Rehab for Prostitutes: a Texas Program Is Helping Women Get the Guidance They Need
I remember my first time seeing Pretty Woman and walking away thinking it was the most unrealistic depiction of street-walking that I'd ever seen. In real life, there's no corporate piranha with a red cape and a black card to save these women. There are only unforgiving judicial systems that treat women like criminals rather than victims.
Fortunately, as ABC News reported, some city court systems are amending their approach to prostitution. Dallas and Houston are among the cities nationwide that have established special courts to deal with child prostitutes by placing them in recovery programs. In September, Harris County law enforcement focused on adults, teaming with Kathryn Griffin Grinan, a former prostitute who now runs a nonprofit tailored to reforming former prostitutes. Judges began sentencing women with numerous misdemeanor prostitution convictions to her program in January. Although the program operates on a marginal budget and has not yet serviced enough women to gauge its success, it is unique in that it is court-ordered and also treats women after their releases, sometimes for up to two years.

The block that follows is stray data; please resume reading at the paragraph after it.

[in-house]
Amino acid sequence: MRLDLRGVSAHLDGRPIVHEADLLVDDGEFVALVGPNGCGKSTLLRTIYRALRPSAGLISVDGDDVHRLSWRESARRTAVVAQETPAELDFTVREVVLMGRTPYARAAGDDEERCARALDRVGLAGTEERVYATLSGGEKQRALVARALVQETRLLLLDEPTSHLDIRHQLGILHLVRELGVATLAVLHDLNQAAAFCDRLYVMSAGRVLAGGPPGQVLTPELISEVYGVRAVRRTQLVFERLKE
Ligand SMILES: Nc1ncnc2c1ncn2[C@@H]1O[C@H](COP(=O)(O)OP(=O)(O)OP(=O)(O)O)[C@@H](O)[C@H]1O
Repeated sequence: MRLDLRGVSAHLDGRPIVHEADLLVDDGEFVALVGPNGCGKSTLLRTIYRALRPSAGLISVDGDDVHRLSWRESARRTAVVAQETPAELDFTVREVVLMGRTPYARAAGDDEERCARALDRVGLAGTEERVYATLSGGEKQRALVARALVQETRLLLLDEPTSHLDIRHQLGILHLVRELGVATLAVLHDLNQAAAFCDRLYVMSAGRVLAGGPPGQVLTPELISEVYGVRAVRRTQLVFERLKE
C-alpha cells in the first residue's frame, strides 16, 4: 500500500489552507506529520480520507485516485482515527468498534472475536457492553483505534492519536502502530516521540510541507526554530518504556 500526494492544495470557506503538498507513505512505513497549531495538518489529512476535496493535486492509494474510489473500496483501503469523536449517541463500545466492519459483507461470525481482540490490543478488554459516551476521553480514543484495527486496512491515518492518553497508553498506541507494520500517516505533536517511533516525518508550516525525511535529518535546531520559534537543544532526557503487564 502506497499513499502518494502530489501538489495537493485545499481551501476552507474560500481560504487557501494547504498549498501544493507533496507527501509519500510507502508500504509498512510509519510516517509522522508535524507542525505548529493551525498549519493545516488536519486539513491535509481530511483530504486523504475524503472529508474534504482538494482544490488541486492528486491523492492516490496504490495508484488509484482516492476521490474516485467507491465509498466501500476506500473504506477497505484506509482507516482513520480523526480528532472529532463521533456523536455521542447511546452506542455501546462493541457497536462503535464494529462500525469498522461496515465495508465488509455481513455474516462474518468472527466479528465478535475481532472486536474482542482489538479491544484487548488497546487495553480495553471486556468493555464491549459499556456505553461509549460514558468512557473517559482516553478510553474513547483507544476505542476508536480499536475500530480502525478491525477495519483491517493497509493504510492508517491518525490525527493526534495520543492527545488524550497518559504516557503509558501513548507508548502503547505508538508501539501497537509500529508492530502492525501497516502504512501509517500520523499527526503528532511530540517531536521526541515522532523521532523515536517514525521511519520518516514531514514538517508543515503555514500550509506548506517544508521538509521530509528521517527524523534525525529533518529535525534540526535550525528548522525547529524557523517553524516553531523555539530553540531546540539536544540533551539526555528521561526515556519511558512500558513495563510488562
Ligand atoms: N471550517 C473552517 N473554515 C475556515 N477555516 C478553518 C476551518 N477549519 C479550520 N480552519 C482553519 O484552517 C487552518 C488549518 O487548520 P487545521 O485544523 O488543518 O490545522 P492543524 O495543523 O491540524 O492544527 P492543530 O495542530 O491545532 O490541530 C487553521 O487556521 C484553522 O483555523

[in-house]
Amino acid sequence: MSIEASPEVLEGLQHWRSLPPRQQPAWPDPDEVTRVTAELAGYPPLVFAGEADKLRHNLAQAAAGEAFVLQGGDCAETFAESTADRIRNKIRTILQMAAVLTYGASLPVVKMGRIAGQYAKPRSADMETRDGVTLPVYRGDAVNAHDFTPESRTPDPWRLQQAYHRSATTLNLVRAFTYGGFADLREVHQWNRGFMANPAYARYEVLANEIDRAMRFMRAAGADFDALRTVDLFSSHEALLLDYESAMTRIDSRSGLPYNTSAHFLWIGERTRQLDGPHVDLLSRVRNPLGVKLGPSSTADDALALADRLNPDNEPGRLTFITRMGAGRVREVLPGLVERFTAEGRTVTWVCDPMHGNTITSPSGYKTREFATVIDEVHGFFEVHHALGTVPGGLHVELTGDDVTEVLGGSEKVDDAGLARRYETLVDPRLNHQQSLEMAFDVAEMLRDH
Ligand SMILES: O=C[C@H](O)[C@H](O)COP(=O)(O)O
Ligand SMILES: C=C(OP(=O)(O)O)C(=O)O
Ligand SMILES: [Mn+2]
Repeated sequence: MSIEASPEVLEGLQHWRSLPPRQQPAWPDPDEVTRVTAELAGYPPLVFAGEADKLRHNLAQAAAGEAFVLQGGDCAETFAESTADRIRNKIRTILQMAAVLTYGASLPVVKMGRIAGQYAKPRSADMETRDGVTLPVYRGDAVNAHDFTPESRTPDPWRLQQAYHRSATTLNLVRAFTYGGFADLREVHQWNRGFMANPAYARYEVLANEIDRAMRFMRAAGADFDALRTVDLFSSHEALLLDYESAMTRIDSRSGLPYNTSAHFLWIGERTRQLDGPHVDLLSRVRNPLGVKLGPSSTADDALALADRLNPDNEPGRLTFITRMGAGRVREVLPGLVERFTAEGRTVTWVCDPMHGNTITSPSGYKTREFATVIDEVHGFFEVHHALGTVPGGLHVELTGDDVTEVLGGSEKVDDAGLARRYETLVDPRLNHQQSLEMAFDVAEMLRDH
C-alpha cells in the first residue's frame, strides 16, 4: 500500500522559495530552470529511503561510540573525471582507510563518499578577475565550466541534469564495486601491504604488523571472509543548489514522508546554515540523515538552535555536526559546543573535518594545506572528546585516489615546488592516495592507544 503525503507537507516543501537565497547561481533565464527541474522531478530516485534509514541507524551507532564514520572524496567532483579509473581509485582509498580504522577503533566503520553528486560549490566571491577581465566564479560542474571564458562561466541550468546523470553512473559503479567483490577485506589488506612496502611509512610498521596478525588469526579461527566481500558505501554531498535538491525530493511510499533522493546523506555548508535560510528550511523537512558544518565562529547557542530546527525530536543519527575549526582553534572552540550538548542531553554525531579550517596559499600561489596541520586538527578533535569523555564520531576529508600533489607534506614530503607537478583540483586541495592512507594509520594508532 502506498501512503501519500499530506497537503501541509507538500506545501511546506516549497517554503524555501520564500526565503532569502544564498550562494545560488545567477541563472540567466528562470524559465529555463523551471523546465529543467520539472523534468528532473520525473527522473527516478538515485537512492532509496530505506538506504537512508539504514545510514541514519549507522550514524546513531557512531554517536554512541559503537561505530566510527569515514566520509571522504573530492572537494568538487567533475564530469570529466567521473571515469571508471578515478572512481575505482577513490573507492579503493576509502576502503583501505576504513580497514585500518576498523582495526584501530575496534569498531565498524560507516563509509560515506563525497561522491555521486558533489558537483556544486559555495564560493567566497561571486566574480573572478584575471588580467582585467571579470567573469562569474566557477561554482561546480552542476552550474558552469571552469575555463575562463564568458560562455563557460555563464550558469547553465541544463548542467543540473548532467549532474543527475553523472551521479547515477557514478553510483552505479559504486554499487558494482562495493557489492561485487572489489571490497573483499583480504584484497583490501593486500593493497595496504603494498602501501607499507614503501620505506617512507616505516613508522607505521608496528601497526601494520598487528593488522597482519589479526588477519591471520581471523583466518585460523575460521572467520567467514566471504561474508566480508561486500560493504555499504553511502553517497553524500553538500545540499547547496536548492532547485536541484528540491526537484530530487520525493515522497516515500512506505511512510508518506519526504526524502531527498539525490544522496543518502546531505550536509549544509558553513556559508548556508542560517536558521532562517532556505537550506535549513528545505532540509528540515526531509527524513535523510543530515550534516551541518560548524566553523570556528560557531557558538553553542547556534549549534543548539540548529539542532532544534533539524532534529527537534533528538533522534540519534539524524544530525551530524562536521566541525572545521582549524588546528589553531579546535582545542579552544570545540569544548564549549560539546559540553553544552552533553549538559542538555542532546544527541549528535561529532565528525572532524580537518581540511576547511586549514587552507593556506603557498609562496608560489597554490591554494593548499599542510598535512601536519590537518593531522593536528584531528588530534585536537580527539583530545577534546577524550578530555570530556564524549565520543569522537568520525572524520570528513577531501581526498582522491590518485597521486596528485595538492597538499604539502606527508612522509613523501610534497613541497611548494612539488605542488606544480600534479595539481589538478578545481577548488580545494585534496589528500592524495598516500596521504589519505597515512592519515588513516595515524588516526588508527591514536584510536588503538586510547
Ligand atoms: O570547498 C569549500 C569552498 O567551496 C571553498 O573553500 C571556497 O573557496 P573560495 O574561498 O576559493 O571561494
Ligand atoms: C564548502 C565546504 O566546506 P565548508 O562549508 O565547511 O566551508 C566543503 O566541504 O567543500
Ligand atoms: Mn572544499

The program has come to emblematize hope for women like Tricia Chambers. ABC covered the heart-wrenching story of the Houston woman who was robbed of her childhood by drugs and then peddled into child pornography. She was only nine years old when she entered into full-blown prostitution alongside her mother. Now, at 42, she’s finally being given a chance to heal. Her story particularly resonated with me because it reveals something often overlooked about prostitution: No one chooses this life.
Chambers' truth is why programs like the one in Houston are needed in place: They represent progress in the way we treat prostitution. The practice is so often demonized by the legal system and broader mainstream culture with no regard or sympathy for the systemic issues giving rise to it. We, as a society, have failed to address the problems of urban poverty and childhood sexual abuse, all precursors to this lifestyle. Instead, we simply brand these women as drug addicts or sluts instead of extending a lifeline.
Our handling of the culture around prostitution is representative of a larger need for rehabilitation: Our society needs to examine itself and start prioritizing the plight of women, especially those in impoverished communities.